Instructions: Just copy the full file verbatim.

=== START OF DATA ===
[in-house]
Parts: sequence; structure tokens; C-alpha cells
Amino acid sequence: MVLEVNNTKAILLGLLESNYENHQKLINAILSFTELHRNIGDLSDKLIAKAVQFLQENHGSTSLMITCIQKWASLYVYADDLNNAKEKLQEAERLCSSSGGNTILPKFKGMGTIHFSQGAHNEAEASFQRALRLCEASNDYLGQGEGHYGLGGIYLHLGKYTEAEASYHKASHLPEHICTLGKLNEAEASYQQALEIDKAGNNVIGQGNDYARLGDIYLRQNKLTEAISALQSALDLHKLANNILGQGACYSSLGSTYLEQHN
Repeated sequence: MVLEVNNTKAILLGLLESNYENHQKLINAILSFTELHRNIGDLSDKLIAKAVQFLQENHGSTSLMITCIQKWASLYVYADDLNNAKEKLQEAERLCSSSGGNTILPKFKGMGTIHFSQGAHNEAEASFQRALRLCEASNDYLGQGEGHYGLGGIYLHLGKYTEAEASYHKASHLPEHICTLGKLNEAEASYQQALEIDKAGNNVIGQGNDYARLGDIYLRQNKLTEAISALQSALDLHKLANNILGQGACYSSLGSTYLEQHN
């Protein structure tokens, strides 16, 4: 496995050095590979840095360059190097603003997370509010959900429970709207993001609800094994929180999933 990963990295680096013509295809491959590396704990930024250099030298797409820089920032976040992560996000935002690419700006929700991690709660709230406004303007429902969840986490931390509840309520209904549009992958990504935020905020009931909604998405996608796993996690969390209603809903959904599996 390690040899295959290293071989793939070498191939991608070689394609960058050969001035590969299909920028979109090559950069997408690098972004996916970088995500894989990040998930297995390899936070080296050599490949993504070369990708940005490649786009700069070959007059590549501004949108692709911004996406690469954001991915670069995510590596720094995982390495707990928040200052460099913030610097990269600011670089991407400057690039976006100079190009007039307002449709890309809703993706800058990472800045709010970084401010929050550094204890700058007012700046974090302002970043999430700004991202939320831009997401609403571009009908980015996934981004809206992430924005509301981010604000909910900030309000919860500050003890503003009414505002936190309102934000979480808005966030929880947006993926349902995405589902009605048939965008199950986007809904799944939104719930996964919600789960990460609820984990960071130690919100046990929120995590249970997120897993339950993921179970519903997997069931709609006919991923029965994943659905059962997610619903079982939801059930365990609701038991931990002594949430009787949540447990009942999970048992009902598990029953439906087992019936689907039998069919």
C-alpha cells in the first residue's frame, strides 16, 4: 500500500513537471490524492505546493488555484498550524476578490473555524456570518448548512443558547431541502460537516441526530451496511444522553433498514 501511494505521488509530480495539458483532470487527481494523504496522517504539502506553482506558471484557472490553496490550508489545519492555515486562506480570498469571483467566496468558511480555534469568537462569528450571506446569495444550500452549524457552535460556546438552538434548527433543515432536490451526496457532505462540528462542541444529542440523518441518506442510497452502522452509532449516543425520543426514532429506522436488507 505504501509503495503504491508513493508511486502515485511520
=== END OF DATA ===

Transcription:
[in-house]
Parts: sequence; structure tokens; C-alpha cells
Amino acid sequence: MVLEVNNTKAILLGLLESNYENHQKLINAILSFTELHRNIGDLSDKLIAKAVQFLQENHGSTSLMITCIQKWASLYVYADDLNNAKEKLQEAERLCSSSGGNTILPKFKGMGTIHFSQGAHNEAEASFQRALRLCEASNDYLGQGEGHYGLGGIYLHLGKYTEAEASYHKASHLPEHICTLGKLNEAEASYQQALEIDKAGNNVIGQGNDYARLGDIYLRQNKLTEAISALQSALDLHKLANNILGQGACYSSLGSTYLEQHN
Repeated sequence: MVLEVNNTKAILLGLLESNYENHQKLINAILSFTELHRNIGDLSDKLIAKAVQFLQENHGSTSLMITCIQKWASLYVYADDLNNAKEKLQEAERLCSSSGGNTILPKFKGMGTIHFSQGAHNEAEASFQRALRLCEASNDYLGQGEGHYGLGGIYLHLGKYTEAEASYHKASHLPEHICTLGKLNEAEASYQQALEIDKAGNNVIGQGNDYARLGDIYLRQNKLTEAISALQSALDLHKLANNILGQGACYSSLGSTYLEQHN
């Protein structure tokens, strides 16, 4: 496995050095590979840095360059190097603003997370509010959900429970709207993001609800094994929180999933 990963990295680096013509295809491959590396704990930024250099030298797409820089920032976040992560996000935002690419700006929700991690709660709230406004303007429902969840986490931390509840309520209904549009992958990504935020905020009931909604998405996608796993996690969390209603809903959904599996 390690040899295959290293071989793939070498191939991608070689394609960058050969001035590969299909920028979109090559950069997408690098972004996916970088995500894989990040998930297995390899936070080296050599490949993504070369990708940005490649786009700069070959007059590549501004949108692709911004996406690469954001991915670069995510590596720094995982390495707990928040200052460099913030610097990269600011670089991407400057690039976006100079190009007039307002449709890309809703993706800058990472800045709010970084401010929050550094204890700058007012700046974090302002970043999430700004991202939320831009997401609403571009009908980015996934981004809206992430924005509301981010604000909910900030309000919860500050003890503003009414505002936190309102934000979480808005966030929880947006993926349902995405589902009605048939965008199950986007809904799944939104719930996964919600789960990460609820984990960071130690919100046990929120995590249970997120897993339950993921179970519903997997069931709609006919991923029965994943659905059962997610619903079982939801059930365990609701038991931990002594949430009787949540447990009942999970048992009902598990029953439906087992019936689907039998069919």
C-alpha cells in the first residue's frame, strides 16, 4: 500500500513537471490524492505546493488555484498550524476578490473555524456570518448548512443558547431541502460537516441526530451496511444522553433498514 501511494505521488509530480495539458483532470487527481494523504496522517504539502506553482506558471484557472490553496490550508489545519492555515486562506480570498469571483467566496468558511480555534469568537462569528450571506446569495444550500452549524457552535460556546438552538434548527433543515432536490451526496457532505462540528462542541444529542440523518441518506442510497452502522452509532449516543425520543426514532429506522436488507 505504501509503495503504491508513493508511486502515485511520